Google, Bing, and other search engines offer a means to remove content when websites willfully steal digital content. It can take a little time, but the offending material is removed.

Pay for content

I’ve heard of situations where a blog owner copied an image illegally, then received a bill for $500 from the content owner. My guess is this is becoming more common as Google improves its image recognition software.

Civil and criminal penalties

The DMCA provides civil penalties for stealing digital content that include damages and court costs, making stealing digital content expensive. Criminal charges are also possible under DMCA when the website benefits financially from stealing digital content — and even having Adsense income might be enough to meet this penalty. Criminal penalties include $500,000 fines or 5 years in prison for a first offense and $1,000,000 or 10 years in prison for subsequent offenses.

When you’re stealing digital content

Content, including words and images, is protected under international copyright laws the second it’s published. Period. Copying text or images is stealing — even if you give credit to the person or website that originally created the content. Website owners don’t have to file for copyright, it’s implied when they publish unique content on their sites. I post a copyright notice under the Creative Commons in the footer of my homepage, however.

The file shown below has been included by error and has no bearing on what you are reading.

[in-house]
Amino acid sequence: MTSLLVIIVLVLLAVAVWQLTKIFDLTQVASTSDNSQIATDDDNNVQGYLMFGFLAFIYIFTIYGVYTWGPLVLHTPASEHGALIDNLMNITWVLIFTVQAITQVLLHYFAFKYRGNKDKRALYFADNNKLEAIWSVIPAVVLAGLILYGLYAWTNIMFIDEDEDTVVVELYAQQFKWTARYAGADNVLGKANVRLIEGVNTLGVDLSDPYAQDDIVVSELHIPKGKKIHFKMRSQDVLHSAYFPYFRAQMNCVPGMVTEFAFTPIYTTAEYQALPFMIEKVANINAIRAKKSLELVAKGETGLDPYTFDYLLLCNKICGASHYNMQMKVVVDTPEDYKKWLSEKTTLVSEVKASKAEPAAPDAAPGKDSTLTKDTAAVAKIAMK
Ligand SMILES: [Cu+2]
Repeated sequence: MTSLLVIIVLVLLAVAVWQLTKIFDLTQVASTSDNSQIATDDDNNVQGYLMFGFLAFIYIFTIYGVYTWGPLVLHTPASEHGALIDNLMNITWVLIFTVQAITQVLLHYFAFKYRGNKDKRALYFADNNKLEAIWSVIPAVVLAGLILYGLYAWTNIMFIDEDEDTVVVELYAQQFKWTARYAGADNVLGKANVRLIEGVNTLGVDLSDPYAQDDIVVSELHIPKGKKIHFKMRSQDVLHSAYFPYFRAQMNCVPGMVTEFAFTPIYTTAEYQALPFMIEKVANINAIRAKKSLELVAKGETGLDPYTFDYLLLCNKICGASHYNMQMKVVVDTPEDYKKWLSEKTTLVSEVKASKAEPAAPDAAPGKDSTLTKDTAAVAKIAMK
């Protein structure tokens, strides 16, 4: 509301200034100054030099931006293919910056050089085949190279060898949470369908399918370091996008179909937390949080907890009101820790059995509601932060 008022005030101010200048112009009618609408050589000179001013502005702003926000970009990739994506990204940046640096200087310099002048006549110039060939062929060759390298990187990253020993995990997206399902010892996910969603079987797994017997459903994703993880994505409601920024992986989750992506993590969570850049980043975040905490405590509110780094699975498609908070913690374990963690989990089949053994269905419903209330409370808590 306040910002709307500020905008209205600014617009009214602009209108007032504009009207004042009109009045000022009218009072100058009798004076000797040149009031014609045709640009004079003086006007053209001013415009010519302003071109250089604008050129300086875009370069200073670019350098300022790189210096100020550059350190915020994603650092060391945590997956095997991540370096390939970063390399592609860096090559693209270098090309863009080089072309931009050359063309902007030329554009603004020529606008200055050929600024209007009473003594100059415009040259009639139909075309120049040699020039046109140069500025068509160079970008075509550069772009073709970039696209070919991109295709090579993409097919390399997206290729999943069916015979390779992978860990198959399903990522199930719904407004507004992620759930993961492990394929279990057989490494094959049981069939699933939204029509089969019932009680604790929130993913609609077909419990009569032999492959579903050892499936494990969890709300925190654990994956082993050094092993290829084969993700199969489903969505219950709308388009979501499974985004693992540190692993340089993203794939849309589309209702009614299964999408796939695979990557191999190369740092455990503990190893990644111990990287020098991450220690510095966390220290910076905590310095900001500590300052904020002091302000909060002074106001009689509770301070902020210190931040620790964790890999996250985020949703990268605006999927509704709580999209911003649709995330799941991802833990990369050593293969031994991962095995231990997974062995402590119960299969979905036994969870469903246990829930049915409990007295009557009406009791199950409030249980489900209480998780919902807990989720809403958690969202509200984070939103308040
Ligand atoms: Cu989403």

Now, I’m not a lawyer and the laws surrounding the Digital Millennium Copyright Act (DMCA), as with all copyright law, is a little squishy, but, in general, DMCA protects digital content in the US and provides severe penalties for infringement — stealing digital content. Based on my reading of the act and layman’s knowledge of copyright, here’s my take on how to avoid charges of stealing digital content:

Of course, not all copy and paste is an infringement of the DMCA. For instance, you’re entitled to quote the original article, with attribution. In fact, this is both common and a good practice for lending credibility to your content.

Stealing digital images

Images are a little more dicey. In general, you can re-purpose content published by others (with attribution) under so called, Fair Use exceptions. These fair use exceptions, which is what makes quoting someone else legal, involve using a small portion of the original content (with attribution). Fair use also covers using content for educational purposes by teachers and students. However, images often fall outside fair use exceptions unless you’re using someone’s brand logo (when referring to the brand) or images posted for the purpose of sharing (such as images of a businesses’ executives).